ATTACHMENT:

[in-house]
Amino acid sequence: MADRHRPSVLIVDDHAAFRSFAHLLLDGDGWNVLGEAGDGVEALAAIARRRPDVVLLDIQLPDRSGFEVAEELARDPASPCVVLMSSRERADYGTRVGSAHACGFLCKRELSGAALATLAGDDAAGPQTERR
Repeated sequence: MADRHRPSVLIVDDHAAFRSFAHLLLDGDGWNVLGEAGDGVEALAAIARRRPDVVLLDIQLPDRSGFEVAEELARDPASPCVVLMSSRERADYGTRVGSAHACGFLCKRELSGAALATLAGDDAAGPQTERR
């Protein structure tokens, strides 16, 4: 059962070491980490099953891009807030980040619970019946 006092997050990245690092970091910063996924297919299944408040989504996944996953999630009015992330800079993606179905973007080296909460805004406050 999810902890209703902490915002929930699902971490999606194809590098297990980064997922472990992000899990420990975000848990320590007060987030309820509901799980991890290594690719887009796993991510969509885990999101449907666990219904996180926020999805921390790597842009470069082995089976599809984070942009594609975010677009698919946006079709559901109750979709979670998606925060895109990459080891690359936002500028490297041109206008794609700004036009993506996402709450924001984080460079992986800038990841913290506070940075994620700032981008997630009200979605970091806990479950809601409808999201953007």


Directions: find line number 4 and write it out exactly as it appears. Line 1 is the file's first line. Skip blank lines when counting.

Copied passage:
């Protein structure tokens, strides 16, 4: 059962070491980490099953891009807030980040619970019946 006092997050990245690092970091910063996924297919299944408040989504996944996953999630009015992330800079993606179905973007080296909460805004406050 999810902890209703902490915002929930699902971490999606194809590098297990980064997922472990992000899990420990975000848990320590007060987030309820509901799980991890290594690719887009796993991510969509885990999101449907666990219904996180926020999805921390790597842009470069082995089976599809984070942009594609975010677009698919946006079709559901109750979709979670998606925060895109990459080891690359936002500028490297041109206008794609700004036009993506996402709450924001984080460079992986800038990841913290506070940075994620700032981008997630009200979605970091806990479950809601409808999201953007």